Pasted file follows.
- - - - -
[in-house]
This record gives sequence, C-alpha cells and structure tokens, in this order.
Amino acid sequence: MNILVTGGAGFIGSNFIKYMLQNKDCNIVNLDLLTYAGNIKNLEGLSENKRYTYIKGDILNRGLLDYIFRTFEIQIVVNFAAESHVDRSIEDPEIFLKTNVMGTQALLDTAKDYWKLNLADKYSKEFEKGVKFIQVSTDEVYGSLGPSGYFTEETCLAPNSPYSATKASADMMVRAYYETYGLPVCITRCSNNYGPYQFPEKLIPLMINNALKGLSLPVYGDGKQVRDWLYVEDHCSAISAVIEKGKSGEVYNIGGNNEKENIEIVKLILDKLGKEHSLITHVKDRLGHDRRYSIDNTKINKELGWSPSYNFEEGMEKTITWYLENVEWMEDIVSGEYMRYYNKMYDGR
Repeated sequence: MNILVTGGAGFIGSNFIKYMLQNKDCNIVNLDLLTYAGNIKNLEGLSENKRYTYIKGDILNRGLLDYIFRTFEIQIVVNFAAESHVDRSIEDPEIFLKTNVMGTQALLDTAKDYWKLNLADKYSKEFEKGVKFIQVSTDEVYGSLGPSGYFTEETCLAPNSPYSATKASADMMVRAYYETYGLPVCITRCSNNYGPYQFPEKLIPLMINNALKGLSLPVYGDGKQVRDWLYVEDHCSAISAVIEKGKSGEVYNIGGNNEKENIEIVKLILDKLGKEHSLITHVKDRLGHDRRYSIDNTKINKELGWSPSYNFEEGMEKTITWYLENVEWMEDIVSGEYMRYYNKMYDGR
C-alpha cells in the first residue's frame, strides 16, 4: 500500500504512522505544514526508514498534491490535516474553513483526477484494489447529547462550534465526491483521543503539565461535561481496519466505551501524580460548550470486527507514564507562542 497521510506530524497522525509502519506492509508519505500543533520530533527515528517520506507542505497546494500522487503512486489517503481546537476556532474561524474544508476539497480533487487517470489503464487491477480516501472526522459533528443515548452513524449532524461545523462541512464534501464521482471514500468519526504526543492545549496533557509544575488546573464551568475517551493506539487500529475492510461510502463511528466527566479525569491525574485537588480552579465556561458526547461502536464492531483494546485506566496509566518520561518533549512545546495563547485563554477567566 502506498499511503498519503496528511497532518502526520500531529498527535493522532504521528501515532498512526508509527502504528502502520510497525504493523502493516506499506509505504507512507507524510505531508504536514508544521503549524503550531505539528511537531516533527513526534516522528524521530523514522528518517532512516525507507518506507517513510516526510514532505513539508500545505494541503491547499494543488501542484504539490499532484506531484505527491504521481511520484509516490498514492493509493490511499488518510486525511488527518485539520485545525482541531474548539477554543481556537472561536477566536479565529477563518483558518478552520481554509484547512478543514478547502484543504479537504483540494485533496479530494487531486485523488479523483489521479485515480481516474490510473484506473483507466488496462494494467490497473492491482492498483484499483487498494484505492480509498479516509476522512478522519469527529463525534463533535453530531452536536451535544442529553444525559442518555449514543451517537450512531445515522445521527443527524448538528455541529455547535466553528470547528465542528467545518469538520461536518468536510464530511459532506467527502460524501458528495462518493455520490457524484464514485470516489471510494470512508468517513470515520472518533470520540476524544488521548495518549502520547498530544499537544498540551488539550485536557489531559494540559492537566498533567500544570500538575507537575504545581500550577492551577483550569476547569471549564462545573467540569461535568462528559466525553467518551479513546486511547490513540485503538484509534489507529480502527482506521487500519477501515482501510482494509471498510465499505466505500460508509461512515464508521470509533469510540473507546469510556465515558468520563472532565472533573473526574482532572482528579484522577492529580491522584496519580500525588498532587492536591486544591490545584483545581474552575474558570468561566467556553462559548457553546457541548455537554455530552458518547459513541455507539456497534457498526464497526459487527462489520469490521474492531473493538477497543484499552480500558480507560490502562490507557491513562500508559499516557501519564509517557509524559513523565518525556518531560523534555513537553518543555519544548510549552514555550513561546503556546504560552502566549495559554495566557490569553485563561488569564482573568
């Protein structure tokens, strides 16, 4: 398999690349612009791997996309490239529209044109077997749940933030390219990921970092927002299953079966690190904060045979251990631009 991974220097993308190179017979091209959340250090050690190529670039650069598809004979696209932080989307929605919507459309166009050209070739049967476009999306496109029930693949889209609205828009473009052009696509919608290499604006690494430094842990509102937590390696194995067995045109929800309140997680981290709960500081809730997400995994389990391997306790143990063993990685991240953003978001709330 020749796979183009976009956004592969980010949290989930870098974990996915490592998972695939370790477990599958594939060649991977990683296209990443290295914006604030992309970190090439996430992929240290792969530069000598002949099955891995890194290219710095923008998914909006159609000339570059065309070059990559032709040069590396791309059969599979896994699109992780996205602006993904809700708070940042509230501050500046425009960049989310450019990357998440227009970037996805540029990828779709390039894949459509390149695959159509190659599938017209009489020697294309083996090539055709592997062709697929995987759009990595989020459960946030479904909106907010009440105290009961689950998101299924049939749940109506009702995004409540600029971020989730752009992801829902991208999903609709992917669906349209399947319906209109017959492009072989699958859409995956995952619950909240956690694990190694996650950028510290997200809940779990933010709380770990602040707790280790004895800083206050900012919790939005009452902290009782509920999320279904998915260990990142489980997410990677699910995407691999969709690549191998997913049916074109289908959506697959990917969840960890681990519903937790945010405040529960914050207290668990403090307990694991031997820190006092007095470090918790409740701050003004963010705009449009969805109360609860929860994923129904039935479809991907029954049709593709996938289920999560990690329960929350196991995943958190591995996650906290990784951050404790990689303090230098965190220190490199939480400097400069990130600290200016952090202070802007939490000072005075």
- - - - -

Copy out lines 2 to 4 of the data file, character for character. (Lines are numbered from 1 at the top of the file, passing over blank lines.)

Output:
This record gives sequence, C-alpha cells and structure tokens, in this order.
Amino acid sequence: MNILVTGGAGFIGSNFIKYMLQNKDCNIVNLDLLTYAGNIKNLEGLSENKRYTYIKGDILNRGLLDYIFRTFEIQIVVNFAAESHVDRSIEDPEIFLKTNVMGTQALLDTAKDYWKLNLADKYSKEFEKGVKFIQVSTDEVYGSLGPSGYFTEETCLAPNSPYSATKASADMMVRAYYETYGLPVCITRCSNNYGPYQFPEKLIPLMINNALKGLSLPVYGDGKQVRDWLYVEDHCSAISAVIEKGKSGEVYNIGGNNEKENIEIVKLILDKLGKEHSLITHVKDRLGHDRRYSIDNTKINKELGWSPSYNFEEGMEKTITWYLENVEWMEDIVSGEYMRYYNKMYDGR
Repeated sequence: MNILVTGGAGFIGSNFIKYMLQNKDCNIVNLDLLTYAGNIKNLEGLSENKRYTYIKGDILNRGLLDYIFRTFEIQIVVNFAAESHVDRSIEDPEIFLKTNVMGTQALLDTAKDYWKLNLADKYSKEFEKGVKFIQVSTDEVYGSLGPSGYFTEETCLAPNSPYSATKASADMMVRAYYETYGLPVCITRCSNNYGPYQFPEKLIPLMINNALKGLSLPVYGDGKQVRDWLYVEDHCSAISAVIEKGKSGEVYNIGGNNEKENIEIVKLILDKLGKEHSLITHVKDRLGHDRRYSIDNTKINKELGWSPSYNFEEGMEKTITWYLENVEWMEDIVSGEYMRYYNKMYDGR